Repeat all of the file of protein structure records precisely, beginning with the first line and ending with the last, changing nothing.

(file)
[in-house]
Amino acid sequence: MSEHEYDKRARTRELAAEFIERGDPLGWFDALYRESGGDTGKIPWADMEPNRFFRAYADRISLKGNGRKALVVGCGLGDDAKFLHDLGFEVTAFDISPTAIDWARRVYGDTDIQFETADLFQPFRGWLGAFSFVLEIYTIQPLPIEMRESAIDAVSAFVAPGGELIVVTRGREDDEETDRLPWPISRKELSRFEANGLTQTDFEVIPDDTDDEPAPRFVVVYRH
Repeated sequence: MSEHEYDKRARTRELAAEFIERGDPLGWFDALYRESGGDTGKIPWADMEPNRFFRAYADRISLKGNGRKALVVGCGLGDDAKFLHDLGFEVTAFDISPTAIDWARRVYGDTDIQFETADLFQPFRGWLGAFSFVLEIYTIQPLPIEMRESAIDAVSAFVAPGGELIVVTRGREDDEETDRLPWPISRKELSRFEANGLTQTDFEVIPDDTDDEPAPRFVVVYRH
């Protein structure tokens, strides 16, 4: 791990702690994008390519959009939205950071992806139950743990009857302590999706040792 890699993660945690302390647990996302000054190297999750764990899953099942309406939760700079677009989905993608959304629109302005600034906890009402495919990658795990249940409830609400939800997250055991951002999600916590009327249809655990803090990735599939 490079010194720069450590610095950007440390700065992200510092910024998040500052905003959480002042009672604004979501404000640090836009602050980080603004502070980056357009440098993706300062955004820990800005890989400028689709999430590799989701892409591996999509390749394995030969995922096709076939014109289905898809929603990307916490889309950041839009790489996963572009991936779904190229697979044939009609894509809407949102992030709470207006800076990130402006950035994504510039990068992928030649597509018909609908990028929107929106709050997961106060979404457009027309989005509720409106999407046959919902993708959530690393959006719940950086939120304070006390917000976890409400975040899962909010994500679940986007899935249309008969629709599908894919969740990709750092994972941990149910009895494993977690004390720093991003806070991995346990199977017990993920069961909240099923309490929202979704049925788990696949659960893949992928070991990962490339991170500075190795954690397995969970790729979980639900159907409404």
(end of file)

[in-house]
Amino acid sequence: MSEHEYDKRARTRELAAEFIERGDPLGWFDALYRESGGDTGKIPWADMEPNRFFRAYADRISLKGNGRKALVVGCGLGDDAKFLHDLGFEVTAFDISPTAIDWARRVYGDTDIQFETADLFQPFRGWLGAFSFVLEIYTIQPLPIEMRESAIDAVSAFVAPGGELIVVTRGREDDEETDRLPWPISRKELSRFEANGLTQTDFEVIPDDTDDEPAPRFVVVYRH
Repeated sequence: MSEHEYDKRARTRELAAEFIERGDPLGWFDALYRESGGDTGKIPWADMEPNRFFRAYADRISLKGNGRKALVVGCGLGDDAKFLHDLGFEVTAFDISPTAIDWARRVYGDTDIQFETADLFQPFRGWLGAFSFVLEIYTIQPLPIEMRESAIDAVSAFVAPGGELIVVTRGREDDEETDRLPWPISRKELSRFEANGLTQTDFEVIPDDTDDEPAPRFVVVYRH
């Protein structure tokens, strides 16, 4: 791990702690994008390519959009939205950071992806139950743990009857302590999706040792 890699993660945690302390647990996302000054190297999750764990899953099942309406939760700079677009989905993608959304629109302005600034906890009402495919990658795990249940409830609400939800997250055991951002999600916590009327249809655990803090990735599939 490079010194720069450590610095950007440390700065992200510092910024998040500052905003959480002042009672604004979501404000640090836009602050980080603004502070980056357009440098993706300062955004820990800005890989400028689709999430590799989701892409591996999509390749394995030969995922096709076939014109289905898809929603990307916490889309950041839009790489996963572009991936779904190229697979044939009609894509809407949102992030709470207006800076990130402006950035994504510039990068992928030649597509018909609908990028929107929106709050997961106060979404457009027309989005509720409106999407046959919902993708959530690393959006719940950086939120304070006390917000976890409400975040899962909010994500679940986007899935249309008969629709599908894919969740990709750092994972941990149910009895494993977690004390720093991003806070991995346990199977017990993920069961909240099923309490929202979704049925788990696949659960893949992928070991990962490339991170500075190795954690397995969970790729979980639900159907409404």